Saoirse Ronan as the title character in "Lady Bird". (photo by Marie Wallace/A24)

“Lady Bird”: Pick-it or Flick-it   

Rotten Tomatoes, a website that accumulates critic and audience feedback on films, says that 99 percent of critics have given the film “Lady Bird” positive feedback. Well, I suppose that sometimes conformity isn’t such a bad thing, because I certainly I fall into that 99 percent.

“Lady Bird” is a simple story at its core. It tells the story of Christine “Lady Bird” McPherson, a young girl who is trying to make a name for herself at her high school in Sacramento, California. This may sound like it is intended for a teenage demographic, I can assure you, “Lady Bird” takes the tired clichés of a high school movie drama and presents them in a new light with excellent writing and performances.

The film is directed by Greta Gerwig, an actress who is known for such films as “Frances Ha” and “Twentieth Century Women.” “Lady Bird” is Gerwig’s directorial debut and if it’s true that a director’s worst film is their first, then Gerwig has an outstanding directing career ahead of her. The texture of the film’s landscape will remind you of an old Polaroid you’d find in an attic. Sacramento is a location that often gets a spotlight thrown on it by Hollywood, but “Lady Bird” films the West Coast city in a way we haven’t quite seen before.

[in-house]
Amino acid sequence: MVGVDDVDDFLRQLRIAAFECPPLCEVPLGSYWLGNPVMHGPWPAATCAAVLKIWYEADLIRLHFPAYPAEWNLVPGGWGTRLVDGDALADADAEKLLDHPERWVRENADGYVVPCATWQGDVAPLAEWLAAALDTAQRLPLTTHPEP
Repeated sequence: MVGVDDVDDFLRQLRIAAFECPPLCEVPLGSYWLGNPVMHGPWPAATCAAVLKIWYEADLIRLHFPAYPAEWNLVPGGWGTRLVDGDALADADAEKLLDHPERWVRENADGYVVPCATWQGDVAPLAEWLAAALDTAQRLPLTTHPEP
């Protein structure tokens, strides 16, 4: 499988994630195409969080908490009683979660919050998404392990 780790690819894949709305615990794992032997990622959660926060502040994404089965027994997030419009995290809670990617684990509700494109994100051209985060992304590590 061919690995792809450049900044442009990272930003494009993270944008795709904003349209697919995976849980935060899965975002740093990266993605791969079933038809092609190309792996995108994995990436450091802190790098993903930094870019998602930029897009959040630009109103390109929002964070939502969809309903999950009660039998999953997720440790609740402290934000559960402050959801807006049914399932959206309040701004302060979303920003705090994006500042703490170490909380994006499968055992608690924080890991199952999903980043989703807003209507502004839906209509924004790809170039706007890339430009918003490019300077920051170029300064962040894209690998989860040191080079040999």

Saoirse Ronan plays the title role of Lady Bird. Audiences may recognize the actress from her roles in Peter Jackson’s “The Lovely Bones” and Wes Anderson’s “The Grand Budapest Hotel”. A native of New York City, Ronan pulls off a performance that makes the film go from being a good movie to a great movie. Take away her performance and the film certainly wouldn’t be getting such prestigious awards as the Golden Globe for best Comedy or Best Actress at the New York Critics Circle Awards.

Overall, Lady Bird is an indie darling that will remembered years from now If you get the chance, Gerwig’s “Lady Bird” is a definite Pick it

Leave a Reply

Your email address will not be published.